[Hpr] HPR wishlist topic request
dg at deepgeek.us
Mon Jun 23 17:24:12 PDT 2014
Thanks for reply, Charles,
A long time ago, I was on a lot of mailing lists and used "popfile"
which, instead of doing bayes on spam/nonspam, did as many designations
as you wanted. I did spam/boring/interesting. It got pretty good at
figuring out what kind of discussion I really liked to see. The idea
of doing this for RSS feed entries sounds really great to me! I have
many podcast feeds in my reader, and I read new entries to pick ten
that I want to download at a time, training a program to key in on my
tastes for me sounds like a time saver. BTW, did you ever read the
William Gibson novel Idoru? The AI called "the music man" knows her
owners tastes. Sounds simular.
Actually, when I wrote this, I thinking more of a government doing some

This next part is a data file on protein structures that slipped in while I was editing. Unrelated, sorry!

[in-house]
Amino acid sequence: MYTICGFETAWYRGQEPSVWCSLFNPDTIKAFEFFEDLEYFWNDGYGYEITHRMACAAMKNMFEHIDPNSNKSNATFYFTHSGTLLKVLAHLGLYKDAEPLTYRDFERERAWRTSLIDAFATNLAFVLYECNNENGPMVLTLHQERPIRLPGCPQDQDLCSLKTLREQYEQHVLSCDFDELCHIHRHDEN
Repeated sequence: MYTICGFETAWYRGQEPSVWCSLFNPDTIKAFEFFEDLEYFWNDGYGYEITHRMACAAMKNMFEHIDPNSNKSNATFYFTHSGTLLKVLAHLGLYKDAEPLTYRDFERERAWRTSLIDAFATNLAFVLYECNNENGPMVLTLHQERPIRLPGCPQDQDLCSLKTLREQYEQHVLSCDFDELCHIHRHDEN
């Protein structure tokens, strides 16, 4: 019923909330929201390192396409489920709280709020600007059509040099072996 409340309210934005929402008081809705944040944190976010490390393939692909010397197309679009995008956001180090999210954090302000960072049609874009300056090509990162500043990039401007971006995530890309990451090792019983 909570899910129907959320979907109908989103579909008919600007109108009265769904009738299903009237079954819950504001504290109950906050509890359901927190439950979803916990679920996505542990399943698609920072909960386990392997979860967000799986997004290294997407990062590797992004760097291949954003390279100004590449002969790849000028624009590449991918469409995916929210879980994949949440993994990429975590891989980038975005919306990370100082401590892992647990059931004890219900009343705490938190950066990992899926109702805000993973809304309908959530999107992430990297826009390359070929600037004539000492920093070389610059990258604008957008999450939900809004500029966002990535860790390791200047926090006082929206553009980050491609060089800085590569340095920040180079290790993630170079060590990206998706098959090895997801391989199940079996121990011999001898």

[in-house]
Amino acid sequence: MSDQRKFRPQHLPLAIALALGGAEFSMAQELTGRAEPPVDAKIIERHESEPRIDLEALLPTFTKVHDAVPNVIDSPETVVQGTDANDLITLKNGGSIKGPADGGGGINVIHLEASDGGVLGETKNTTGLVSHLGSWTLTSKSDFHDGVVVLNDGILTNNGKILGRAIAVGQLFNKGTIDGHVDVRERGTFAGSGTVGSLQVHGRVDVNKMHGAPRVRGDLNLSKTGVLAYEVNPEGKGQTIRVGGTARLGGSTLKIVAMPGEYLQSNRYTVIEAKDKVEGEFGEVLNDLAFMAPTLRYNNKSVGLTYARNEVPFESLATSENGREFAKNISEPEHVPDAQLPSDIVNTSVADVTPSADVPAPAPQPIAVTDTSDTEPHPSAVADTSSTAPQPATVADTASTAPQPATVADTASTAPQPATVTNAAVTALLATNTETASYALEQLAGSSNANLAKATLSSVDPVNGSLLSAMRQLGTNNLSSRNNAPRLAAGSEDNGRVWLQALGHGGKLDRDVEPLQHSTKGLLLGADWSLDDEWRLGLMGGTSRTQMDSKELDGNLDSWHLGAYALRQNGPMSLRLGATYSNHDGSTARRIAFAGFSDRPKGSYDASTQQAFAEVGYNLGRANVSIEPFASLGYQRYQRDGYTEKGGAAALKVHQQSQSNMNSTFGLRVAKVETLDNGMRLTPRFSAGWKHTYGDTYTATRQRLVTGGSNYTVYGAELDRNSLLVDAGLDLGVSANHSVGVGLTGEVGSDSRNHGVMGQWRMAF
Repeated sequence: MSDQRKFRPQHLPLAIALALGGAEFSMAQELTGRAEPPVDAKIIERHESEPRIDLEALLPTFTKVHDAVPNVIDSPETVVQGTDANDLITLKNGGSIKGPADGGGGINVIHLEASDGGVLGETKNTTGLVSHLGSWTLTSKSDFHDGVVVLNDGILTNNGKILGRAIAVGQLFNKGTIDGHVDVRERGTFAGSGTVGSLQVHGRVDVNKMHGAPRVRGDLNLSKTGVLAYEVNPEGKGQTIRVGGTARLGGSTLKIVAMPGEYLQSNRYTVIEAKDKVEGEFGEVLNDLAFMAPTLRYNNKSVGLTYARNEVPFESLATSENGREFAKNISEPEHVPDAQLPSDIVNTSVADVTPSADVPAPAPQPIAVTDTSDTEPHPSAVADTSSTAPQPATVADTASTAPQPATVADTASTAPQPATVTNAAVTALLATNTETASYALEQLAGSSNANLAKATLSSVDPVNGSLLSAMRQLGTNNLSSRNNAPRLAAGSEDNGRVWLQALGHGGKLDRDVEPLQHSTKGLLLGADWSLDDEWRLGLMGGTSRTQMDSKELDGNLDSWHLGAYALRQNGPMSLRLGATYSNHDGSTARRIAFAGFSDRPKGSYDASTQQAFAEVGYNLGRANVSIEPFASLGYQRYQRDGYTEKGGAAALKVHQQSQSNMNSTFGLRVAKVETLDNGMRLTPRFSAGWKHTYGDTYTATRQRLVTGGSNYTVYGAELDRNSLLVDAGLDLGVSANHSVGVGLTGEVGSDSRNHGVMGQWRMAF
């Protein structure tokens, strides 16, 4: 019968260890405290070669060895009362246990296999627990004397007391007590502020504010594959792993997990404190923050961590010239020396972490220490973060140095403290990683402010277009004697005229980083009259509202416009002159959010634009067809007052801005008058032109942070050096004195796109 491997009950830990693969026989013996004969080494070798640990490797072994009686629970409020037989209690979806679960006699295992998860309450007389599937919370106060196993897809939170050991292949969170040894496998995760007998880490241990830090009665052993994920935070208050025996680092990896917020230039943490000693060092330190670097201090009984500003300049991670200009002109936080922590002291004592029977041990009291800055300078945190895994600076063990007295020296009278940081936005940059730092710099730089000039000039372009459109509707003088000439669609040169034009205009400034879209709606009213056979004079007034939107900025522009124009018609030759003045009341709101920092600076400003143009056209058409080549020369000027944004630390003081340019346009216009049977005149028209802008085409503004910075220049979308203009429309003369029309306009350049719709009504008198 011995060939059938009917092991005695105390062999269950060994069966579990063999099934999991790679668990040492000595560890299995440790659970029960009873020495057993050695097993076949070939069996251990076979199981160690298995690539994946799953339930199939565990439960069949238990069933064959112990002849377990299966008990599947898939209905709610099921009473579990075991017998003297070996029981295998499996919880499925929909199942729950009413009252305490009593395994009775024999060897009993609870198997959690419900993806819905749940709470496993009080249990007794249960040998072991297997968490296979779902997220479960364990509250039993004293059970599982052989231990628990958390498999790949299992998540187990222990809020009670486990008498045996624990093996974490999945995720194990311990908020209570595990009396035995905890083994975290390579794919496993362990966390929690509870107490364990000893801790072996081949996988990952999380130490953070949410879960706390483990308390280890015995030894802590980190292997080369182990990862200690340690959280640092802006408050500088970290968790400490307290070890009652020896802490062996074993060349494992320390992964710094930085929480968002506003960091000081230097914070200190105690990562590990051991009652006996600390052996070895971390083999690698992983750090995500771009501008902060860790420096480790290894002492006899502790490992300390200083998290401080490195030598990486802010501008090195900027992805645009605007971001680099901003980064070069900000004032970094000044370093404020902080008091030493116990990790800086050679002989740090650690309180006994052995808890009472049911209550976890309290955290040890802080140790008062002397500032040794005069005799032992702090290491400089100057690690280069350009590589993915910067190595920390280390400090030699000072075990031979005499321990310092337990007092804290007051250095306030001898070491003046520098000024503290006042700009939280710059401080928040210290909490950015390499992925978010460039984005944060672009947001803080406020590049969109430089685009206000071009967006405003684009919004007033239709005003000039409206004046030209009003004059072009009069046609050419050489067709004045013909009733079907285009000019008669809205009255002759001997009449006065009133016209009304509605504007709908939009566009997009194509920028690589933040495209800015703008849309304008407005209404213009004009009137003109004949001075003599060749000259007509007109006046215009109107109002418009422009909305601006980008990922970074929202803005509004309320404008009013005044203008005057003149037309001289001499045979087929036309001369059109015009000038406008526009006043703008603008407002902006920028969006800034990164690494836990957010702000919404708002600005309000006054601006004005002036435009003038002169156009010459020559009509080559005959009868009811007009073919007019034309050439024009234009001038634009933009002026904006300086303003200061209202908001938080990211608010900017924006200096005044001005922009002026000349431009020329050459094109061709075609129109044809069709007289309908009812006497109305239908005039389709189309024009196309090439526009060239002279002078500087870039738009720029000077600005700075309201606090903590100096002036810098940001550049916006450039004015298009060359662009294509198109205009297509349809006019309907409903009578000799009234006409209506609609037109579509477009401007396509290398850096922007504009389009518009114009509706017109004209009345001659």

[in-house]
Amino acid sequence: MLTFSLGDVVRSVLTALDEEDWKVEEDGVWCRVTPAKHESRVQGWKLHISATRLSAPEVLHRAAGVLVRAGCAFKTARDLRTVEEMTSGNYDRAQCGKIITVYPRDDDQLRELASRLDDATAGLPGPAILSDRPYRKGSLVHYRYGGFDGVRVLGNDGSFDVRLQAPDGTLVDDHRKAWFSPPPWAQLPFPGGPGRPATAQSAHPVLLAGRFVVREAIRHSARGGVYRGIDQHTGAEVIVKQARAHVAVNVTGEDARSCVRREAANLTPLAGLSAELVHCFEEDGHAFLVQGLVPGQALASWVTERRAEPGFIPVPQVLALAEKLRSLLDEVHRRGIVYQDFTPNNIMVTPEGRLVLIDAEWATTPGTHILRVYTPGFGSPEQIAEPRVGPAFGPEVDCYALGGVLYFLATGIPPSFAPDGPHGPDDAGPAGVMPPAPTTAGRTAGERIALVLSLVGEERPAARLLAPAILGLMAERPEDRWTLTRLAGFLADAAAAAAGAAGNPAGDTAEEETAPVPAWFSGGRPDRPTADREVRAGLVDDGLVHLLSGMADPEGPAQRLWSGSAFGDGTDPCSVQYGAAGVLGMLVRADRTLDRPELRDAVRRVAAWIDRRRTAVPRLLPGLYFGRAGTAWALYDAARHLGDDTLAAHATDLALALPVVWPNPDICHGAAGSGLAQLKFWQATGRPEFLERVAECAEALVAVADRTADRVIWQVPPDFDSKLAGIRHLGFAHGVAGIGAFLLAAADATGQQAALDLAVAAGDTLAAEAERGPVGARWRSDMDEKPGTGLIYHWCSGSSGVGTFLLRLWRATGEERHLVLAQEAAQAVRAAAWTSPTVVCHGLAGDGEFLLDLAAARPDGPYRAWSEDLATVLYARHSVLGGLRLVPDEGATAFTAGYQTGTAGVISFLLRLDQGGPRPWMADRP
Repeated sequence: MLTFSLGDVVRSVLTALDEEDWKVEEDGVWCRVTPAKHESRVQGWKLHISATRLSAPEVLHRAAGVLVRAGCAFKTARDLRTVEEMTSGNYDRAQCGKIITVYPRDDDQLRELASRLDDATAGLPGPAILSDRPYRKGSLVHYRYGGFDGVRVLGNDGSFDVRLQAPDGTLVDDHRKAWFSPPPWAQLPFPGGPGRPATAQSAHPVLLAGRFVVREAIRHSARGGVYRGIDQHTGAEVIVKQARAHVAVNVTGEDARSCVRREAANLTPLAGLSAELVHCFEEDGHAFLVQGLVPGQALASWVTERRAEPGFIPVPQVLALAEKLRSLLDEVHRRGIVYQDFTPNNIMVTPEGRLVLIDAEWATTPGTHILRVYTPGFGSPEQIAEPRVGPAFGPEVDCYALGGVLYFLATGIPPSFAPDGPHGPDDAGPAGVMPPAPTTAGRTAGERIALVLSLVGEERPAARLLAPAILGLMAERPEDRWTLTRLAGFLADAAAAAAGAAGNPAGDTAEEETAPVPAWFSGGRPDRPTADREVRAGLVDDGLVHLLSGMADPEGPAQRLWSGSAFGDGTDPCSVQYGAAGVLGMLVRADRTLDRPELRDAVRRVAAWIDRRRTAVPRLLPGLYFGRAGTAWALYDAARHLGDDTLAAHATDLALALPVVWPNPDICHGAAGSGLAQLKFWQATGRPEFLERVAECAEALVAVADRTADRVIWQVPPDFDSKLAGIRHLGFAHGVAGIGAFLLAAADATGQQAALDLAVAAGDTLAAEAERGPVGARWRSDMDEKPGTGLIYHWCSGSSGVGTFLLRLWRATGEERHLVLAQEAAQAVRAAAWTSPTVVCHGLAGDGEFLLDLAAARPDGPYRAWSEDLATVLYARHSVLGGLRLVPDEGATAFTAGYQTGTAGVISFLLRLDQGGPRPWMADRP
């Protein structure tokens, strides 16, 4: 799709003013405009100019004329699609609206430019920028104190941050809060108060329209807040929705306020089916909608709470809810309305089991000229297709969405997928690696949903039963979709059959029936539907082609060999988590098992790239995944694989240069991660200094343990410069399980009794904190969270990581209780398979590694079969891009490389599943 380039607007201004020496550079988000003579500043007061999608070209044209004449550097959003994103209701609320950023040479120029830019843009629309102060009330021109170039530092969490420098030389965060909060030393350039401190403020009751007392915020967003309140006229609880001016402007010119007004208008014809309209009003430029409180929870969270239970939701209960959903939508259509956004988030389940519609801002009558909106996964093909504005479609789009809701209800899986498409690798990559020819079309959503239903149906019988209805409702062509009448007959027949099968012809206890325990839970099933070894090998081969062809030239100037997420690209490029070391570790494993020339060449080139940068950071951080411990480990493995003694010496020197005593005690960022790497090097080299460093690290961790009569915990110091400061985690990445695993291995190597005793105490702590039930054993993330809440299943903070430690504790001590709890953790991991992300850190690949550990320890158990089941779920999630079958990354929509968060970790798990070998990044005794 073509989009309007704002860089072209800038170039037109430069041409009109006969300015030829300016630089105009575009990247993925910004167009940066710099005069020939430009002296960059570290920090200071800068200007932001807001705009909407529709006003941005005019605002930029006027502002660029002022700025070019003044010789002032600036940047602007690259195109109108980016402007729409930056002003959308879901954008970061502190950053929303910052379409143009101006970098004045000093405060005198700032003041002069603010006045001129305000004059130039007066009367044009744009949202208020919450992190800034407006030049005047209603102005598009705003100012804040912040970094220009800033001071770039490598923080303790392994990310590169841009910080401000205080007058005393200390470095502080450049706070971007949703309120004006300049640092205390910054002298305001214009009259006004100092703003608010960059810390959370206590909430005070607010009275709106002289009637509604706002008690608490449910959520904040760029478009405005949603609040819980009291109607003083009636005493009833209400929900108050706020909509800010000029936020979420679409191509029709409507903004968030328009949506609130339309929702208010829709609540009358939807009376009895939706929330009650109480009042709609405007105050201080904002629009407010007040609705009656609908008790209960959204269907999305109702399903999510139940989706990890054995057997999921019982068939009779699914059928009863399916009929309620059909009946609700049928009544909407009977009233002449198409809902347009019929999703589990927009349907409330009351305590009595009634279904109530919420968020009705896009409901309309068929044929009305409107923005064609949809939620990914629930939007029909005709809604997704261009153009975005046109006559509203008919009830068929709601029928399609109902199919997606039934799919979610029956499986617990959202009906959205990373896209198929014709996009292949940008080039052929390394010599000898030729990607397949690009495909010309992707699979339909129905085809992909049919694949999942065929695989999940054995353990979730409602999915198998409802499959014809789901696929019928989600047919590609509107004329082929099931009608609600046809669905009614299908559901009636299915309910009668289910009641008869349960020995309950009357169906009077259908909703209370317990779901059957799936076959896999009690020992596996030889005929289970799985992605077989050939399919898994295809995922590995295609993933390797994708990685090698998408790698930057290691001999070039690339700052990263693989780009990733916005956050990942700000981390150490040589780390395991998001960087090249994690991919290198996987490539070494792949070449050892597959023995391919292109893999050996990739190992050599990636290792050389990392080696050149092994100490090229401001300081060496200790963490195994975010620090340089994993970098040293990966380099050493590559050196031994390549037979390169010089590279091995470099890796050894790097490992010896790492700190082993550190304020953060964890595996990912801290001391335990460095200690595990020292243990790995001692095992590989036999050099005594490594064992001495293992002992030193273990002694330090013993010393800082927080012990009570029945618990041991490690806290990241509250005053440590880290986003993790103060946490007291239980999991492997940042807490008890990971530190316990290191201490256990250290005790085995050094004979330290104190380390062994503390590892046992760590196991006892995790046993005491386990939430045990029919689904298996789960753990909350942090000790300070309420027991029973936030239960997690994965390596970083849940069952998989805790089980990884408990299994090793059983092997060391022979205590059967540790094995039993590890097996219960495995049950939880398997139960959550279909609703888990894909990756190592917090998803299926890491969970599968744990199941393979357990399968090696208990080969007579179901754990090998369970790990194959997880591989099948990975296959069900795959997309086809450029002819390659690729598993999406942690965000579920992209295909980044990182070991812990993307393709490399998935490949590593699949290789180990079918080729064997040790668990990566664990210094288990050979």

great firewall thing to email discussion, or some government finding
dissident webpages with this technology. Yet we can dream up good
uses. Goes to show that the tool is not moral/immoral, rather the user
of the tool is.
On Sun, 22 Jun 2014 16:35:14 -0700
Charles Thayer <catintp at yahoo.com> wrote:
> Wow! That sounds like a cool topic.
> My first instinct would be to try to use naive Bayesian classifiers
> to make a news headlines feed that works better and better over time,
> based on user feedback (Like/Dislike, or maybe degree of Like). The
> only side effect of doing this would be a self-imposed "filter
> bubble" closed system that could develop over time due to my own
> preferences. To cure this, I would want to introduce some randomness
> here and there to introduce new types of entries.
> Actually, that sounds like a news feed version of Pandora.
> Great idea.
> Charles in NJ
> From: dg <dg at deepgeek.us>
> To: hpr at hackerpublicradio.org
> Sent: Sunday, June 22, 2014 1:50 PM
> Subject: [Hpr] HPR wishlist topic request
> After watching...
> wanted to request the topic "alternative uses for Bayesian email
> Hpr mailing list
> Hpr at hackerpublicradio.org
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